Can Barcodes Work in Different Stores
In this day and age, barcodes are everywhere. Every product that is developed contains one form of a barcode or another. Likewise, most stores (large or small) make use of barcodes for sales and inventory management of their stock. People that purchase items in shops always have to scan the barcode of products before payment. The scanning is usually carried out through self-checkout machines or through a sales rep. Regardless of the process, barcodes are always involved. As a result, many people wonder, for example, if a toothpaste of a particular brand can be scanned in two different shops that are not related. Before this question is answered, it is essential to understand what a barcode is and how it works.
What is a Barcode and How it WorksA barcode can be described as vertical black and white bars of equal length. Within this pattern, information is stored, which can be retrieved via scanning with a barcode scanner. A handful of varying barcodes are developed. Each barcode type can store the varying size of data within a specific pattern. For user products, each item from a particular manufacturer is assigned a particular barcode identifier, which distinguishes it from other products by other producers. Barcodes store data, which can be read as information using barcode scanners. There are several types of scanners in use. The most common are infrared scanners. The black and white lines, which are of different widths, are read using these scanners via infrared.
How Barcode Work in StoresSince the barcode on a specific item that is produced by a manufacturer is the same throughout the world, it is expected that the item can be scanned within the point of sale (POS station) of any store. However, this is not always the case. A barcode of a product can only operate on the POS station of a store if it has been programmed into the database of the store's inventory. Therefore, considering the toothpaste from the earlier example, it can be scanned on the POS station of one convenience store but become unrecognizable on another. Furthermore, some stores generate their own branded barcodes. These barcodes are printed and placed on the cover of products. In this case, it is difficult for such barcodes to be read by the scanning devices of other businesses. To read these barcodes, a user must have access to the database that was used to create them. Many retail stores prefer to create their custom barcodes. Packaging and shipping companies and online stores also make and use custom barcodes for their packages. People that attempt to read such barcodes will most likely read off gibberish.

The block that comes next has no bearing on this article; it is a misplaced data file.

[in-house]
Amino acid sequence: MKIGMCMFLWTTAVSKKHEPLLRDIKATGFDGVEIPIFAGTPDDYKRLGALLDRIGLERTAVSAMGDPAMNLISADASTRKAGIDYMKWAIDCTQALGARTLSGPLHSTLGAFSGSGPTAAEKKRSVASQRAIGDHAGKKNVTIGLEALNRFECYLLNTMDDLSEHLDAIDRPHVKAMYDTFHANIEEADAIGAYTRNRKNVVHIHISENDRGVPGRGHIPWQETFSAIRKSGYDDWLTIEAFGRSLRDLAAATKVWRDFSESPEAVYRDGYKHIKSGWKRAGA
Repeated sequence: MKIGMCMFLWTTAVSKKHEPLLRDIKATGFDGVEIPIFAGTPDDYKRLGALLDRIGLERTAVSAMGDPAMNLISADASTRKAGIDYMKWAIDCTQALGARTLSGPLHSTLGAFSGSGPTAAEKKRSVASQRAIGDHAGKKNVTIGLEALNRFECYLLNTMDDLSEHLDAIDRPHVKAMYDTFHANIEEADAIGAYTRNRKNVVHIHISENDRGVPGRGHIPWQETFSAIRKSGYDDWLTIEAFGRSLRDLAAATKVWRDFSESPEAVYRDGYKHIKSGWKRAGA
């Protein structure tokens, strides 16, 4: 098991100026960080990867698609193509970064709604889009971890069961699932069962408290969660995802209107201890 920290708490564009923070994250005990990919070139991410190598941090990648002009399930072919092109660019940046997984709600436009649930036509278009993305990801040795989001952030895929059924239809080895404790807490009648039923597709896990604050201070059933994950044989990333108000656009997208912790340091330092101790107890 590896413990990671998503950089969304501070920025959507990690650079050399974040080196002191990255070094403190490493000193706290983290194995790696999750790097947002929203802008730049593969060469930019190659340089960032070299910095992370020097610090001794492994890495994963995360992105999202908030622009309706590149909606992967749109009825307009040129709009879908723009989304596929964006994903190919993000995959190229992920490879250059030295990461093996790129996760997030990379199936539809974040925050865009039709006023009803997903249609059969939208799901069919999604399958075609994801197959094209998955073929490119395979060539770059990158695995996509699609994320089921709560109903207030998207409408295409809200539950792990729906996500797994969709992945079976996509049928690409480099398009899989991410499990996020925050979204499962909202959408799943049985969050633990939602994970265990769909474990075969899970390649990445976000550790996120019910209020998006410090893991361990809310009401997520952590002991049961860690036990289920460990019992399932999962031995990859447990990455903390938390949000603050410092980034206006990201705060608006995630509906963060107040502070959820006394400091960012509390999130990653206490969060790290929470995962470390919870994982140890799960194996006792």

Codes Below BarcodesAdditionally, almost all barcodes are accompanied by corresponding codes below the pattern. These codes store the exact same information as the barcodes. The codes can be used to access the data within any barcode when the black and white pattern fails to read. Therefore, just like the barcode, the code behaves precisely like the barcode.
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